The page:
Table Rock Mountain is a highly visible and iconic sight along South Carolina’s historic Cherokee Foothills Scenic Highway. The 3,000-acre park that bears its name is nestled in some of the most pristine Blue Ridge Mountains terrain. If you love the outdoors, Table Rock State Park offers you a one-stop adventure experience, from hiking and camping to fishing and swimming.
What’s the draw?
While not the state’s tallest mountain (Sassafras takes that honor), the view from the top of Table Rock is well worth the effort to reach it. There’s no easy way to do it; you reach the top by walking and climbing the Table Rock Trail, a very strenuous 3.6 mile (one-way) hike that ascends 2,000 feet. Plan on taking several hours for the up-and-back trip. Once on top, the panoramic view can be astounding. You can’t quite see the Russian coastline but perhaps, on a clear day, you’ll see downtown Greenville, S.C. Plan ahead: Take food, water; wear your clothes in layers.
Not all visitors to the park want to pretend they’re on a Mount Everest expedition. Not to worry: There are four other park trails geared to different levels of interest. If you have kids, you’ve got to try the 1.9-mile Lakeside Loop Trail; it meanders along about 0.75 miles of Pinnacle Lake and offers some great views. Keep your eyes peeled for living things. The 2.0-mile Carrick Creek Trail is a little tougher, especially for the very small, but it offers several spots where you can get your toes wet. Help the youngsters along; it will be worth it. You may as well drag along a towel or two, just in case.
The park’s two lakes offer fishing, swimming and boating options. Lake Pinnacle has a monitored swimming area (the 2016 season starts Memorial Day weekend) complete with diving boards and a nearby playground. You can also rent canoes, kayaks, pedal boats and fishing boats here. Lake Oolenoy is for fishing and private nonmotorized boats only. Bass, bream and catfish are what you’ll find in both lakes. Other day-use options to explore with your modest park entry fee include picnic areas and interesting seasonal programming.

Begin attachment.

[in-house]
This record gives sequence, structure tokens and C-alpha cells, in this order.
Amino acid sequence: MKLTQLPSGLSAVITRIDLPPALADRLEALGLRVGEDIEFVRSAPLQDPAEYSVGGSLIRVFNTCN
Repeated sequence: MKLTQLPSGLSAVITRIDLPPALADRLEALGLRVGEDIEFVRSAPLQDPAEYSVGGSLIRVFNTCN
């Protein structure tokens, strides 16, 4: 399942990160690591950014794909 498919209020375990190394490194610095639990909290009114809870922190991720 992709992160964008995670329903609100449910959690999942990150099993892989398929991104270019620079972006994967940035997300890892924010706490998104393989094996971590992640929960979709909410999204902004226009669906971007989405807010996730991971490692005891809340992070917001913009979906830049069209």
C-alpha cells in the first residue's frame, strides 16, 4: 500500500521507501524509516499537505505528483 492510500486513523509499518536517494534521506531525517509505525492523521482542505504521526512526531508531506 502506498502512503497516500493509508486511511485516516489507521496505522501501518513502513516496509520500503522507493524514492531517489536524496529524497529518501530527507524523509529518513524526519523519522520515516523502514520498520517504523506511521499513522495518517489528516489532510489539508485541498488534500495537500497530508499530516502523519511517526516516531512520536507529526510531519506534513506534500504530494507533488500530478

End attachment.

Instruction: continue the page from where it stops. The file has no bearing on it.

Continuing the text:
Want to spend the night ... or a week? There are two nice campgrounds with 94 total sites; a few can accommodate 40-foot RVs. For that special occasion, there are 14 cabins that sleep four to eight. Like to feel rocks and sticks under you while you try to sleep? Try the “trailside” and primitive group sites. A park store stocks the supplies you forgot and a nature center is worth exploring; the park’s large visitor center, too.
The lodge, once a restaurant – one of the park’s original 1930s structures – is now used for weddings, reunions, special events and the popular Music Grass on the Mountain bluegrass events (free; second Saturday evening of each month).
As you might expect, the mountain terrain, lakes and open spaces also provide exceptional habitat for plant, animal and bird life. Bring along your binoculars and guidebooks and enjoy some of nature’s great gifts.
Last, but not least, the park is also a terminus for the Foothills Trail, which follows the Blue Ridge’s crest for 78 miles between Oconee State Park and Table Rock (www.foothillstrail.org). Access to a section of the Palmetto Trail, geared to hikers and cyclists, is also here (www.palmettotrail.org).
Daily admission is $5; $3 for ages 6-15. Cabins rent for $95 to $250 per night. Campsites with amenities start at $25. Camping reservations strongly encouraged through the park’s website or 866-345-7275.
Park info: www.southcarolinaparks.com/tablerock or call 864-878-9813.
Mark Alan Hudson
Nearby: Greenville, S.C.
Nationally-appealing Greenville with its pedestrian-friendly Main Street is but 45 minutes away. Downtown, head to Falls Park on the Reedy River; its 355-foot Liberty Bridge offers killer views. Access the Swamp Rabbit Trail here; it’s a hugely popular 18-mile bicycle/pedestrian trail (www.greenvillerec.com/swamprabbit).
From downtown, head north to Heritage Green; you’ll find the Greenville County Art Museum (free admission) and the Children’s’ Museum of the Upstate (seventh-largest in the nation). Interesting shops include the Mast General Store and O.P Taylor’s, ranked as one of the best toy stores in the country.
Grill Marks (www.grillmarks.com) is a family-friendly burgers-and-shakes sort of place; Roost (www.roostrestaurant.com) has upscale “soil to city” cuisine; Larkin’s on the River (www.larkinsontheriver.com) offers high-end dining. All make the grade.
Admission to the Artisphere Festival, May 13-15, is free in the downtown’s West End Historic District with artists, exhibits, crafts, food and music (www.artisphere.org).
Area info: www.visitgreenvillesc.com.